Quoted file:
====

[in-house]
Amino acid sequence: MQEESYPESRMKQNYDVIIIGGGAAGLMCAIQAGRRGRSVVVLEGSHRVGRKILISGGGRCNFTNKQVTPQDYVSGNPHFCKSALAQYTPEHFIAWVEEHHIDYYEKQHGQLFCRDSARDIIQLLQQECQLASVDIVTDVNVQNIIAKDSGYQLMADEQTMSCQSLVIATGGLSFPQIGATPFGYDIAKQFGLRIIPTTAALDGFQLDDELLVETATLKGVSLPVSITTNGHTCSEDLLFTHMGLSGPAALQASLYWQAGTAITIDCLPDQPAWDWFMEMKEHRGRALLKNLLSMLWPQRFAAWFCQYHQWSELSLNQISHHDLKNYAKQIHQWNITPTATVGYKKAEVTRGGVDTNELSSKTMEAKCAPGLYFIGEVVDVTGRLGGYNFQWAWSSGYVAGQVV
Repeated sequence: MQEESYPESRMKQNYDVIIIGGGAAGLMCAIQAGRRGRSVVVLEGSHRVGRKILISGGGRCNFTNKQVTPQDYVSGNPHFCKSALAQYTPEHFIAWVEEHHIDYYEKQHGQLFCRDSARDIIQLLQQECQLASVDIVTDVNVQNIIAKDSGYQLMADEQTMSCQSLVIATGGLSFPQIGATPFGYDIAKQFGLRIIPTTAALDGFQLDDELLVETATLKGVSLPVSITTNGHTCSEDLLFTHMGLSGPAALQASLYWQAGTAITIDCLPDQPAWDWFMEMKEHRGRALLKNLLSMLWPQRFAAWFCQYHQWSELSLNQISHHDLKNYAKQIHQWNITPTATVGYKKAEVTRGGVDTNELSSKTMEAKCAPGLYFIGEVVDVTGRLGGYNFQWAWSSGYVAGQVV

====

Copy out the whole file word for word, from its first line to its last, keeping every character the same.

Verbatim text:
[in-house]
Amino acid sequence: MQEESYPESRMKQNYDVIIIGGGAAGLMCAIQAGRRGRSVVVLEGSHRVGRKILISGGGRCNFTNKQVTPQDYVSGNPHFCKSALAQYTPEHFIAWVEEHHIDYYEKQHGQLFCRDSARDIIQLLQQECQLASVDIVTDVNVQNIIAKDSGYQLMADEQTMSCQSLVIATGGLSFPQIGATPFGYDIAKQFGLRIIPTTAALDGFQLDDELLVETATLKGVSLPVSITTNGHTCSEDLLFTHMGLSGPAALQASLYWQAGTAITIDCLPDQPAWDWFMEMKEHRGRALLKNLLSMLWPQRFAAWFCQYHQWSELSLNQISHHDLKNYAKQIHQWNITPTATVGYKKAEVTRGGVDTNELSSKTMEAKCAPGLYFIGEVVDVTGRLGGYNFQWAWSSGYVAGQVV
Repeated sequence: MQEESYPESRMKQNYDVIIIGGGAAGLMCAIQAGRRGRSVVVLEGSHRVGRKILISGGGRCNFTNKQVTPQDYVSGNPHFCKSALAQYTPEHFIAWVEEHHIDYYEKQHGQLFCRDSARDIIQLLQQECQLASVDIVTDVNVQNIIAKDSGYQLMADEQTMSCQSLVIATGGLSFPQIGATPFGYDIAKQFGLRIIPTTAALDGFQLDDELLVETATLKGVSLPVSITTNGHTCSEDLLFTHMGLSGPAALQASLYWQAGTAITIDCLPDQPAWDWFMEMKEHRGRALLKNLLSMLWPQRFAAWFCQYHQWSELSLNQISHHDLKNYAKQIHQWNITPTATVGYKKAEVTRGGVDTNELSSKTMEAKCAPGLYFIGEVVDVTGRLGGYNFQWAWSSGYVAGQVV